What are the solutions for men? What will it take for men to attend to their physical and psychological concerns? How can men live long and prosperous lives, even with physical and emotional concerns? Most recently, campaigns to educate men to be more attentive to their health have been initiated. There have been bills introduced in Congress to support an office of men’s health (Men’s Health Network, 2009). Current initiatives enacted by the National Institute of Health are encouraging men to seek regular physicals and to be checked for early signs of colon and prostate cancer. The National Institute of Mental Health, as well as a group of psychologists and psychiatrists, has collaborated on a campaign called, “Real Men, Real Depression” that has targeted men suffering silently from depression. By using brochures and commercials featuring robust-looking men who have sought treatment, they are hoping that increasing social norms around help seeking will lead to men being more proactive in this area. (Rochlen, McKelly, & Pituch, 2006).
Ultimately it will take men breaking the stigma of traditional masculinity that prevents help-seeking and acknowledging physical and psychological vulnerability. Publicity about men taking care of themselves in the media can help change attitudes. On a more personal level, men sharing their health concerns with each other will also shatter barriers toward getting help. Male friendship needs a component that encourages men to support and assist each other with health concerns. By facing mortality together, men can gain emotional support, make more timely decisions to seek treatment, and learn from each other’s struggles.
Addis, M.E. & Mahalik, J.R. (2003). Men, masculinity, and the contexts of help seeking. American Psychologist, 58(1), 5-14.
Buda, M. & Tsuang, M. (1990). The epidemiology of suicide: Implications for clinical practice. In S. Blumenthal & D. Kupfer (Eds.), Suicide over the life cycle: Risk factors, assessment, and treatment of suicidal patients. (pp. 17-38). Washington, D.C.: American Psychiatric Press.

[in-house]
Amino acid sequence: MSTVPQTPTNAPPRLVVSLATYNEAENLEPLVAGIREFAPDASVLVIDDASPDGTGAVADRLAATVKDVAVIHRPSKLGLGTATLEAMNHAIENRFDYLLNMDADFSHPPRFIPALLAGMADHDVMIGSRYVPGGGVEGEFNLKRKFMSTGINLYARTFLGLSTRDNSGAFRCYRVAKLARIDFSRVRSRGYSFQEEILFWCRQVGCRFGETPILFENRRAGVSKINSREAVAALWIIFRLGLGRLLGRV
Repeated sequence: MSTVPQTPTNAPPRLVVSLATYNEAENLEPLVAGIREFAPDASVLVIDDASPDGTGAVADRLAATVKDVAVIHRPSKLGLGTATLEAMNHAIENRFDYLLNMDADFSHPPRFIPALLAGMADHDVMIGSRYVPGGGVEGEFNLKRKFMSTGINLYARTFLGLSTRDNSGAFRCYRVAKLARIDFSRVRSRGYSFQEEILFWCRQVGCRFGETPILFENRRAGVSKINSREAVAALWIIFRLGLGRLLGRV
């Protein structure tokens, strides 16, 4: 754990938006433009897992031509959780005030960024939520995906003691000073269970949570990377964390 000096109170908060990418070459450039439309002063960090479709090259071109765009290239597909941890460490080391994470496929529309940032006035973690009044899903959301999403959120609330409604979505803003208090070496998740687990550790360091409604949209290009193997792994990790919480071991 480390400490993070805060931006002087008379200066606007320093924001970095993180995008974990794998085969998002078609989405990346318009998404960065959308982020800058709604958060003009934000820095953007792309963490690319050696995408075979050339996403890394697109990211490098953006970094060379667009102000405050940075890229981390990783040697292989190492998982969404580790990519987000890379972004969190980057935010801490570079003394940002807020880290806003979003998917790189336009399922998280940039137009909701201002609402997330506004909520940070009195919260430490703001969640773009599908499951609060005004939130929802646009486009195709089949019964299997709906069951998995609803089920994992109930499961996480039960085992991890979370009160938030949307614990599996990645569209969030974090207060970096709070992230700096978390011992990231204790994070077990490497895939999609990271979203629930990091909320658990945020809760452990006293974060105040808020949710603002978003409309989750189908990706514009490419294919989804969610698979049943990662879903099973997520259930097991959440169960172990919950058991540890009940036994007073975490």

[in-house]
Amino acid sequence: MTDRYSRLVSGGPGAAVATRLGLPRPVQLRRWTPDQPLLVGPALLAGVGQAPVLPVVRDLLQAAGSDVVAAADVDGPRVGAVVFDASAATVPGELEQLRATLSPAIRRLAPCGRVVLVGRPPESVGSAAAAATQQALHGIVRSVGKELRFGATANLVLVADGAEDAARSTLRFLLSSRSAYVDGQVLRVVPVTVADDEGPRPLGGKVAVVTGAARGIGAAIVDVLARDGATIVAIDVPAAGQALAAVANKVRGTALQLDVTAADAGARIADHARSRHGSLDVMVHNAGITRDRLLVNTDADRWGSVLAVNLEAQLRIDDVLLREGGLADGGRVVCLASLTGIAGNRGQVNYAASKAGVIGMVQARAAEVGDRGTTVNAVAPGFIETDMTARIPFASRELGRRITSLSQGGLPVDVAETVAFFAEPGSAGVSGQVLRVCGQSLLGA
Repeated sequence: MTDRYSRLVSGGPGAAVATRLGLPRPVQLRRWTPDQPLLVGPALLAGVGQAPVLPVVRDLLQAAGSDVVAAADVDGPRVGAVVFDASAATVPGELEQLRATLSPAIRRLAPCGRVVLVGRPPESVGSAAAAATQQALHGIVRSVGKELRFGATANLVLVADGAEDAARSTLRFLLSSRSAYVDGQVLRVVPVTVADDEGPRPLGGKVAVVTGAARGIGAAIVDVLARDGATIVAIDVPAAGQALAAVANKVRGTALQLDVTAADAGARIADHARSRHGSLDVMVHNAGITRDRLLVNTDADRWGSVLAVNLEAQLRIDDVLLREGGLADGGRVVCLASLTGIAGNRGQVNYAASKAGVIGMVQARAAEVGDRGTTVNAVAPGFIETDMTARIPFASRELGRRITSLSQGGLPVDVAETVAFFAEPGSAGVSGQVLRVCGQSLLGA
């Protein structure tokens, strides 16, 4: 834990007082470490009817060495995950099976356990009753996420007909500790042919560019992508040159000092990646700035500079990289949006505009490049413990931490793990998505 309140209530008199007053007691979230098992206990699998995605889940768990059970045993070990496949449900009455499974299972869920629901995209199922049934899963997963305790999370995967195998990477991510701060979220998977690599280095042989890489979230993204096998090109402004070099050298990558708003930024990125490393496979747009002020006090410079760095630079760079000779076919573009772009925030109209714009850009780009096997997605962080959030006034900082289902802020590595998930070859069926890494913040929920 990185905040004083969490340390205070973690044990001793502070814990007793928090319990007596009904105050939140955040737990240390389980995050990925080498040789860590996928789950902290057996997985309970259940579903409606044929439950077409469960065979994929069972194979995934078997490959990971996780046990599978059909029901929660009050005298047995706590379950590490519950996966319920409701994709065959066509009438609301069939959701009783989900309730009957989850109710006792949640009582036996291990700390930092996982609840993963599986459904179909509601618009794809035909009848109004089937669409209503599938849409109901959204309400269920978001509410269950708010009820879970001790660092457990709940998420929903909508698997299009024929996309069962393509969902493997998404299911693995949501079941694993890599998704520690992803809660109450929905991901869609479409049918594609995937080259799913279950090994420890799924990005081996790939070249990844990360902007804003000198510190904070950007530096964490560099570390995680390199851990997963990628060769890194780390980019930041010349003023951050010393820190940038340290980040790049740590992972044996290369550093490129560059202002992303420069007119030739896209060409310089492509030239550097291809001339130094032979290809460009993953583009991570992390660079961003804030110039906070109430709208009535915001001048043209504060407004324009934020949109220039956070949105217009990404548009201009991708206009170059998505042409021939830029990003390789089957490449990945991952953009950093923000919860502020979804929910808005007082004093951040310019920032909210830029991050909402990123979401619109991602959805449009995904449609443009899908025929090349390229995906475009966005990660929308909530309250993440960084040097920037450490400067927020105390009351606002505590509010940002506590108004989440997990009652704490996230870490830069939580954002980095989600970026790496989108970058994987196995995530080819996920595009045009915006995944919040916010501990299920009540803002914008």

Centers for Disease Control and Prevention (2008), National Center for Health Statistics; Vital and Health Statistics.
Centers for Disease Control and Prevention (2007), National Center for Health Statistics; Vital and Health Statistics.
Centers for Disease Control and Prevention (2001), National Center for Health Statistics: Vital and Health Statistics.
Cochran, S.V. (2001). Assessing and treating depression in men. In G.R. Brooks & G.E. Good (Eds.). The new handbook of psychotherapy and counseling with men. (pp. 229-245) San Francisco: Jossey-Bass.
Cochran, S. V. & Rabinowitz, F.E. (2000). Men and depression: Clinical and empirical perspectives. San Diego: Academic Press.
Courtney, W.H. (2000). Construction of masculinity and their influence on men’s well being: A theory of gender and health. Social Science and Medicine, 50, 1385 1401.
Harrison, J. (1978). Warning: The male sex role may be dangerous to your health. Journal of Social Issues, 34, 65-86.
Men’s Health Network (2009). http://www.menshealthnetwork.org/facts.htm Retrieved November 2, 2009.
Kandler, U., Meisinger, C., Baumert, J., & Lowel, H. (2007). Living alone is a risk factor for mortality in men but not women from the general population: a prospective cohort study. BMC Public Health, 7, 335.
Rabinowitz, F.E. & Cochran, S.V. (1994). Man alive: A primer of men’s issues. Belmont, CA: Brooks/Cole, Wadsworth.
Rochlen, A.B., McKelley, R.A., & Pituch, K.A. (2006). A preliminary examination of the “Real men. Real depression” campaign. Psychology of Men and Masculinity, 7 (1), 1-13.
Xu, K.T. & Borders, T.F. (2003) Gender, health, and physician visits among adults in the United States, American Journal of Public Health, 93, 7, 1076-1079.
Biography of the Author
Fredric E. Rabinowitz, Ph.D. was born and raised in Philadelphia, Pennsylvania. He earned his B.A. at Ithaca College, his M.A. at Loyola College, and his Ph.D. in Counseling Psychology at the University of Missouri. Since 1984, he has been a Professor of Psychology at the University of Redlands and a private practice psychologist in Redlands, CA specializing in individual and group psychotherapy with men. Dr. Rabinowitz has been the Psychology Department Chair; Salzburg, Austria Program Director; Interim Johnston College Director, and is currently the Associate Dean of the College of Arts and Sciences, in addition to his faculty role. He was the Clinical Director of the Redlands-Yucaipa Guidance Clinic from 1994-1997 and has been co-leading therapeutic men’s groups in Redlands since 1987. Dr. Rabinowitz has authored and co-authored numerous articles and three books: Deepening Psychotherapy with Men (2002); Men and Depression: Clinical and Empirical Perspectives (2000); and Man Alive: A Primer of Men’s Issues (1994). Dr. Rabinowitz has earned Outstanding Faculty Teaching and Research awards in 1995, 1996, 2001, and 2002. He was elected as a Fellow to the American Psychological Association in 2004 and is the past President of the Society for the Psychological Study of Men and Masculinity, a division of the American Psychological Association. Dr. Rabinowitz is a father of two children, Jared and Karina and a husband to Janet Rabinowitz since 1989. He is an avid reader, writer, skier, golfer, and poker player.